SISTER SAINTS by Colleen McDannell

Mormon women were not all alike.

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Like all history, the history of the Mormon church is messy and full of human behavior. Racism, sexism, elitism, and selfism ebb and flow on the tides of history and cause incredible suffering that pervades every generation. And until we acknowledge it, we cannot heal. I have had to untangle myself from the fear and division other humans have promoted through the pulpits of this church. And then expose my scars to the people I love. Dannell’s book clarifies these scars with stories and unbiased candor.

McDannell’s book helps me re-realize that the Mormon church is not just the chaotic oppositional presbyterian church it started out as, or the politically deviant and violently persecuted church of polygamy, or the anti-democrat and anti-feminist regime, or the anti-gay and anti-historically accurate policies and ideas propagated by a few members. It is me. It is women. In the book, Sonia Johnson, a spokeswoman for Mormon feminism, who “when asked why she belonged to a church whose rules she did not want to obey, she raised a larger issue of who constituted the church. ‘Well, I think they think it is their church,’ she observed. ‘But I felt as if it was my church too, you know.'”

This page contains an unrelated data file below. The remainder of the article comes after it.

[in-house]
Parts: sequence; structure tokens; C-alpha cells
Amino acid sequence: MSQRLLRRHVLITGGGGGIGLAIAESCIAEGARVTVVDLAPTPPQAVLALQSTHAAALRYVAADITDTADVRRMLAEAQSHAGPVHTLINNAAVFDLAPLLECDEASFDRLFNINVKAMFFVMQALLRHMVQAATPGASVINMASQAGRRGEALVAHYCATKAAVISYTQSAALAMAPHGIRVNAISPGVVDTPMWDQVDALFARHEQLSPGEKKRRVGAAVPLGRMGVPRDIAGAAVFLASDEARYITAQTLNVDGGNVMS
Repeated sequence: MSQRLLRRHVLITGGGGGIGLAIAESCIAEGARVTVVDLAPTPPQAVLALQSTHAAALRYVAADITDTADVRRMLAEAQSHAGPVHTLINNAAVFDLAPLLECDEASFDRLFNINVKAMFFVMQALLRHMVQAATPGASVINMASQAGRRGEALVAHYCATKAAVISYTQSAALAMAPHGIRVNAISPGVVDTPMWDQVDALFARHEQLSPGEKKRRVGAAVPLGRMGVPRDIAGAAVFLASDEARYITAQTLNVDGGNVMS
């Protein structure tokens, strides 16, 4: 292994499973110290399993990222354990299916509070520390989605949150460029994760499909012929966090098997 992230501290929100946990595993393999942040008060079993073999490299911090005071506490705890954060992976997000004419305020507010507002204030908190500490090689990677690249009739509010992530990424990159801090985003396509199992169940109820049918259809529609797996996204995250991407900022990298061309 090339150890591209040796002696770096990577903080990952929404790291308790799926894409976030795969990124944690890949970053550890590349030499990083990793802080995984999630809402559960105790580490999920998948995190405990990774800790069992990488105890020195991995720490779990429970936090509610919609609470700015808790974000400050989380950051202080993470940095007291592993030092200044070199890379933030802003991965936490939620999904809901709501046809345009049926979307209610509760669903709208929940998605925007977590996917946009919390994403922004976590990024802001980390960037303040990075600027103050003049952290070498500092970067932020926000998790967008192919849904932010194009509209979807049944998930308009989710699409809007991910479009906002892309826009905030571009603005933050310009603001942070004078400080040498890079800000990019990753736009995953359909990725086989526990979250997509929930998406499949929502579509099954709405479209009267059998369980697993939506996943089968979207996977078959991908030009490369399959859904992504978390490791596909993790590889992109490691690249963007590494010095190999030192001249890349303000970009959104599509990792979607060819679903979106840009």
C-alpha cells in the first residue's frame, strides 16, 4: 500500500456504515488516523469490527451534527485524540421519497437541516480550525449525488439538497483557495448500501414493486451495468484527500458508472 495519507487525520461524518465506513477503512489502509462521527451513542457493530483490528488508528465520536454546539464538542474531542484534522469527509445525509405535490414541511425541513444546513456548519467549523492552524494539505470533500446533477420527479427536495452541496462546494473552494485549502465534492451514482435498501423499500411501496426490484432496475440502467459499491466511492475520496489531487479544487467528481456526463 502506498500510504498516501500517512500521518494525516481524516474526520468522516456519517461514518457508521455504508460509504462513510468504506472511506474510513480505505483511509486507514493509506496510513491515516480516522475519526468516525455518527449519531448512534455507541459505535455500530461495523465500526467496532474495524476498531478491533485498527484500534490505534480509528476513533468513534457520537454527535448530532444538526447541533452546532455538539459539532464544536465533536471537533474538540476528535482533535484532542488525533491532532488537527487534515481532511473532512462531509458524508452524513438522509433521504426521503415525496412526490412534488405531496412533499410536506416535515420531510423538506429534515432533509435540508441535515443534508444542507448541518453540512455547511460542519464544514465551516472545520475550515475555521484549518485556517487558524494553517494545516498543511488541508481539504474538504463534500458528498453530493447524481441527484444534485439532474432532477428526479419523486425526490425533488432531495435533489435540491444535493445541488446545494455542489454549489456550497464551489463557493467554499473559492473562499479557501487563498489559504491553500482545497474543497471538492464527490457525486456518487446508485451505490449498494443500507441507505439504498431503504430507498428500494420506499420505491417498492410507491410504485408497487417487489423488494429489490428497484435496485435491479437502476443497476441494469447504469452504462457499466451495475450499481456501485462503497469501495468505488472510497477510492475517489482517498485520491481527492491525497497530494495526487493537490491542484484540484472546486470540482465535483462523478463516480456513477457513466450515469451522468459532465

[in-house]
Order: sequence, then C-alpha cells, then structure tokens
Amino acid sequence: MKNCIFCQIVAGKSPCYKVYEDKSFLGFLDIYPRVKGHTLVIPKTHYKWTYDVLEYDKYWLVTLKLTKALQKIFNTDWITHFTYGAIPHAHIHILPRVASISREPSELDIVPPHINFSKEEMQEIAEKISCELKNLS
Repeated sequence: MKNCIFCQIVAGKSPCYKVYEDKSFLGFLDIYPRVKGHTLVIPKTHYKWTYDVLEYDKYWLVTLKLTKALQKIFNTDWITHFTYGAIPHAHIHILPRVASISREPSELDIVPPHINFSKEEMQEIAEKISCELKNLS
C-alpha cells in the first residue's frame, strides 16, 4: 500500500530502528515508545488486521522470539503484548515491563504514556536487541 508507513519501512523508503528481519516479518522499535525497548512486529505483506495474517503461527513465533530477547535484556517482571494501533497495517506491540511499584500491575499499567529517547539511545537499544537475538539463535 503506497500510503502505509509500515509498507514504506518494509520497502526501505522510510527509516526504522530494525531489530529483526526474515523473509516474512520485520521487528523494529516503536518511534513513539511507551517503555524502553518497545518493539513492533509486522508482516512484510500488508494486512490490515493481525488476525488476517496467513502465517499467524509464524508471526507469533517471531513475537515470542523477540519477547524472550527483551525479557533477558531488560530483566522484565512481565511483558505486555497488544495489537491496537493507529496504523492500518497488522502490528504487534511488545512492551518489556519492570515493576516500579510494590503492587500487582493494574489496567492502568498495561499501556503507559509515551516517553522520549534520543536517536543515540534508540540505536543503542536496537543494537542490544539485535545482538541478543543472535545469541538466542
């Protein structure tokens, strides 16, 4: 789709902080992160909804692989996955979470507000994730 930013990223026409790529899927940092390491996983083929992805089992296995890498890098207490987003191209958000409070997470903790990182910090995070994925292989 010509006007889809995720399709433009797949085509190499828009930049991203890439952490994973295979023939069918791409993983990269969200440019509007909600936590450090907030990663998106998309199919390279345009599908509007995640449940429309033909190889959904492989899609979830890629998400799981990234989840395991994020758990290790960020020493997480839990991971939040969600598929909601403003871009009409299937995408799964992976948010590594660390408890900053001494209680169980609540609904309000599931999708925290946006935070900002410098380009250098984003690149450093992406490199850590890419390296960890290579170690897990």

Thank you Dannell for the history of women. Like all history, the church’s history is incomplete and largely skewed by the men who have spoken at pulpits, controlled finances, and written history. But McDannell tells the history of powerful women who shape theology, culture, and family life. Women who are ignored, objectified and believed irrelevant. Women with a wide range of beliefs and disagreements. Women who cope with the dramatic changes happening every decade in the church as it responds to political, cultural, and social environments beyond their realm of influence. It’s a heartbreaking and liberating history.